Trae Golden led Tennessee to the cusp of a second-straight Southeastern Conference upset. He couldn't quite pull off the final act.
The Volunteers had a chance to tie or win on the last possession, but Mississippi State's Dee Bost stole the ball from Golden in the final seconds and coasted downcourt for a game-sealing dunk in the Bulldogs' 62-58 victory Thursday night at Humphrey Coliseum.
"He slipped. I just watched the film," Tennessee coach Cuonzo Martin said. "He tried to go between his legs and he just slipped."
Tennessee (8-8, 1-1 Southeastern Conference) was going for its second-straight victory over a nationally ranked team, and had a great opportunity despite trailing by as many as 12 points in the second half against the 20th-ranked Bulldogs.
Tennessee cut Mississippi State's lead to 60-58 on Renaldo Woolridge's 3-pointer with 44.2 seconds remaining and the Volunteers got the ball back on a steal by Skylar McBee. Tennessee called timeout to set up a play with 11 seconds left, but Bost slapped the ball away from Golden as he fell to the floor and drove for the game-clinching dunk.
Golden led the Volunteers with 20 points. Jeronne Maymon scored 13 and Kenny Hall added 12 off the bench.
Mississippi State (14-3, 1-1) avoided its first 0-2 start in league play since 2003.
"I was trying to put as much pressure on him as I could," Bost said. "I knew they were going to try and go to him and get him the shot."
Bost, Renardo Sidney and Arnett Moultrie all scored 13 points for the Bulldogs.
Bost didn't have a very good game until the final play, shooting 3 of 11 from the field and turning the ball over six times. But all that was forgotten as he dashed down the court, flushed the ball through the hoop with his right hand and listened to the crowd of 8,148 roar its approval.
"He's been struggling some offensively, but you never fault his effort," Bulldogs coach Rick Stansbury said. "And his effort came up big for us at the end."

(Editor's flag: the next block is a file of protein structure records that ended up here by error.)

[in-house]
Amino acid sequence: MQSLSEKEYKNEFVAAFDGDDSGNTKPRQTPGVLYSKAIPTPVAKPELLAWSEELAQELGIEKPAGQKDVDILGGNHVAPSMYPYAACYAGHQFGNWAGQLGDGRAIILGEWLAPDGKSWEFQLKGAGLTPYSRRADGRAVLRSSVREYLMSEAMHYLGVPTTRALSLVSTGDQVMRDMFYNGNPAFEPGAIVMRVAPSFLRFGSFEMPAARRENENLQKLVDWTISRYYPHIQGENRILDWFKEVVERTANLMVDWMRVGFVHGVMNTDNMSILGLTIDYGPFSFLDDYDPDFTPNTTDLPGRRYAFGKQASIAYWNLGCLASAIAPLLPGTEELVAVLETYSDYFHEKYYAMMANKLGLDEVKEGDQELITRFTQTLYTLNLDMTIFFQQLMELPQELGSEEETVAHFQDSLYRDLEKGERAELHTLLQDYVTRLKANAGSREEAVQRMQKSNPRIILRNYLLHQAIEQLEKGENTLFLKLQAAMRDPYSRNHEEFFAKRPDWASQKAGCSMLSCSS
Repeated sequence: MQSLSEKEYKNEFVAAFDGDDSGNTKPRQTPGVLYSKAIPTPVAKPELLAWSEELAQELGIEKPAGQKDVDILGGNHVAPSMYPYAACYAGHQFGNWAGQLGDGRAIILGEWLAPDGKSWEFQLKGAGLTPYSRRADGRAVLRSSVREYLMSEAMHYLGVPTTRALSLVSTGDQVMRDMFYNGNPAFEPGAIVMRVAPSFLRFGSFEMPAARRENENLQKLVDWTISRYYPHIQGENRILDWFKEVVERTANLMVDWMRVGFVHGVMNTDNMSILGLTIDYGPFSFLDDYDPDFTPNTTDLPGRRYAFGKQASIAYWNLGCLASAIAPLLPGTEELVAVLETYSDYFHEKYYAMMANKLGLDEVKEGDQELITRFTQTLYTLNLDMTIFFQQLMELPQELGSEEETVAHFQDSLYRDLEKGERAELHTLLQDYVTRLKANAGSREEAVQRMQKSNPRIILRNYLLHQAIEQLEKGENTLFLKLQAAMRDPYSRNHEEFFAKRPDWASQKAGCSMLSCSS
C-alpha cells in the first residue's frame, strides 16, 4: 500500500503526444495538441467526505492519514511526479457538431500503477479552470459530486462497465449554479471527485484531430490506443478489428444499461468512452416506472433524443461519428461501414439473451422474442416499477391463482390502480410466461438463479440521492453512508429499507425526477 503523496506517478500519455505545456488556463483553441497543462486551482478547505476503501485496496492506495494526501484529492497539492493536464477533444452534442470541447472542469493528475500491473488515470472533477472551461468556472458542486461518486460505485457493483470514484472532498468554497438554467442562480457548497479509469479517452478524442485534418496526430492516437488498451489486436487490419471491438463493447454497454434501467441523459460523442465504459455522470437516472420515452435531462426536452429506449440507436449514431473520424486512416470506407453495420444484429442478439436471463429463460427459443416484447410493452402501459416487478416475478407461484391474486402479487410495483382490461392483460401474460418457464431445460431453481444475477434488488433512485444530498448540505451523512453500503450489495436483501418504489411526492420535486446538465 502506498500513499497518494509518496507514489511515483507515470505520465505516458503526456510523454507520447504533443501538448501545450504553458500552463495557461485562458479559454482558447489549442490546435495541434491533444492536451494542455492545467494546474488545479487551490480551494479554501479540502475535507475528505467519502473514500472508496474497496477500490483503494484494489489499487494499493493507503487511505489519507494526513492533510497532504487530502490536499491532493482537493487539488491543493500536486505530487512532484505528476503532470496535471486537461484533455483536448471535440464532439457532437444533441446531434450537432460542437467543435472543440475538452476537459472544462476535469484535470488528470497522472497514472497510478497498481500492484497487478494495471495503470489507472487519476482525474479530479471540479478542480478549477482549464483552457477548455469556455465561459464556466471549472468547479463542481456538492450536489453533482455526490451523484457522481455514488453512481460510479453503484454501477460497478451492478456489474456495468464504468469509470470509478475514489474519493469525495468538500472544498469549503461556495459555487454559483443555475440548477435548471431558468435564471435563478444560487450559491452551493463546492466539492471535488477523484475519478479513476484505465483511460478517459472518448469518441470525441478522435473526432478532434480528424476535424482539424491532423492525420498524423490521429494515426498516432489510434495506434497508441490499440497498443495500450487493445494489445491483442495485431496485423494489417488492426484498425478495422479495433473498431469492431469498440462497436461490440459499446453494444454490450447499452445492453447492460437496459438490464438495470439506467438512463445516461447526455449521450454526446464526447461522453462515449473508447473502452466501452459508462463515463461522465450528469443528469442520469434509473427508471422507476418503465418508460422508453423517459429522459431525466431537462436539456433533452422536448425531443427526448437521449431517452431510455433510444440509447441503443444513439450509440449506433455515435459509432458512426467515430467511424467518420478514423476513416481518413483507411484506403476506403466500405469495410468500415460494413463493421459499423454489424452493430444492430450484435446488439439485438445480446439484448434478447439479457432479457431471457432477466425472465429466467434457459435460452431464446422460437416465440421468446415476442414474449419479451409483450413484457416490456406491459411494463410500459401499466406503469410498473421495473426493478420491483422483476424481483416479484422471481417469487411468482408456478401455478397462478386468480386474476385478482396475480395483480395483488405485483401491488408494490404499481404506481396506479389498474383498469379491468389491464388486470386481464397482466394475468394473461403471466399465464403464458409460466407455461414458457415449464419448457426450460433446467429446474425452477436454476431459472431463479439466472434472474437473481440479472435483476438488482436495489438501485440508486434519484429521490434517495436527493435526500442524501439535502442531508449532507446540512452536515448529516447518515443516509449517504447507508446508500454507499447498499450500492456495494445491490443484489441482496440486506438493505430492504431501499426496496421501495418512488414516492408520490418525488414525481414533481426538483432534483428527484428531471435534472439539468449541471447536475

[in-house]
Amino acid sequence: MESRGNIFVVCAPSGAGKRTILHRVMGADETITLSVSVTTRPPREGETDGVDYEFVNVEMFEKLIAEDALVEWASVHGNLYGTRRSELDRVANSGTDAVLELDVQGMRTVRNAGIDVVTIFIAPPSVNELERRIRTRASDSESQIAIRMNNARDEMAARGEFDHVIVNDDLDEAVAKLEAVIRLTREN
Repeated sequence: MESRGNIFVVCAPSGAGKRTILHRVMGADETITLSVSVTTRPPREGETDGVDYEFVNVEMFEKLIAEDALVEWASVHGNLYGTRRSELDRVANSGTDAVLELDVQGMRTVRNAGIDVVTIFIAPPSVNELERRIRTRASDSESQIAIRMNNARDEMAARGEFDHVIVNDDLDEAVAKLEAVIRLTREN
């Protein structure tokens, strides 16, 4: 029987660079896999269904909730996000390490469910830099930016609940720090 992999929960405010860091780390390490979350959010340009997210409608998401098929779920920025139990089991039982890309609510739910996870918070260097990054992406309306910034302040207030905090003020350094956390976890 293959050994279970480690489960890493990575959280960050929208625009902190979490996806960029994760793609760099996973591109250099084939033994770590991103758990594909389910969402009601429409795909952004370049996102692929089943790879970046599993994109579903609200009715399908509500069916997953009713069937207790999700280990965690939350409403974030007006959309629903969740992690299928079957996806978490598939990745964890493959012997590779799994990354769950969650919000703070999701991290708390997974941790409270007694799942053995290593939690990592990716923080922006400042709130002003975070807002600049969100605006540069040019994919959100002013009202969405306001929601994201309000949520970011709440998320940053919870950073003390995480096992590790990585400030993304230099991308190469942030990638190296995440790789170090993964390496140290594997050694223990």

The Bulldogs' defense was embarrassed in a 98-88 loss to Arkansas in Saturday's conference opener, but they were much more stingy against the Volunteers. Wendell Lewis had five blocked shots and Moultrie added four as Tennessee had to work hard for almost all its points close to the basket.
Mississippi State took a 36-27 lead at halftime, shooting 52 percent (13 of 25) from the field. The Bulldogs managed to keep their offense moving despite early foul trouble for Bost — the team's starting point guard who owns the school record for assists. But backup DeVille Smith did a decent imitation, with five assists in 15 first-half minutes.
MSU extended its lead to 12 early in the second half on a 3-pointer by Jalen Steele, but Tennessee fought back thanks to three 3-pointers by Golden and stifling defense that limited Mississippi State to 36 percent shooting in the second half.
"Golden got them back in that game — making those 3s," Stansbury said. "But we stepped up when we had to. Made some shots and made our free throws."
Tennessee was coming off its biggest win of the season — a 67-56 home victory over No. 13 Florida in the conference opener — but couldn't find enough offense to keep the momentum going.
"They're big and athletic," Hall said. "We were aggressive taking the ball to the basket, but that's basketball, sometimes it happens like that."
Golden shot 7 of 11 from the field, including 4 of 6 from 3-point range and 2 of 2 from the free throw line.
Martin was pleased the Volunteers even had a chance on the final possession considering the situation looked bleak early in the second half.
"When you get down 10 on the road, it's tough to hang in there, stick to the script and execute," Martin said. "But I thought our guys did that."
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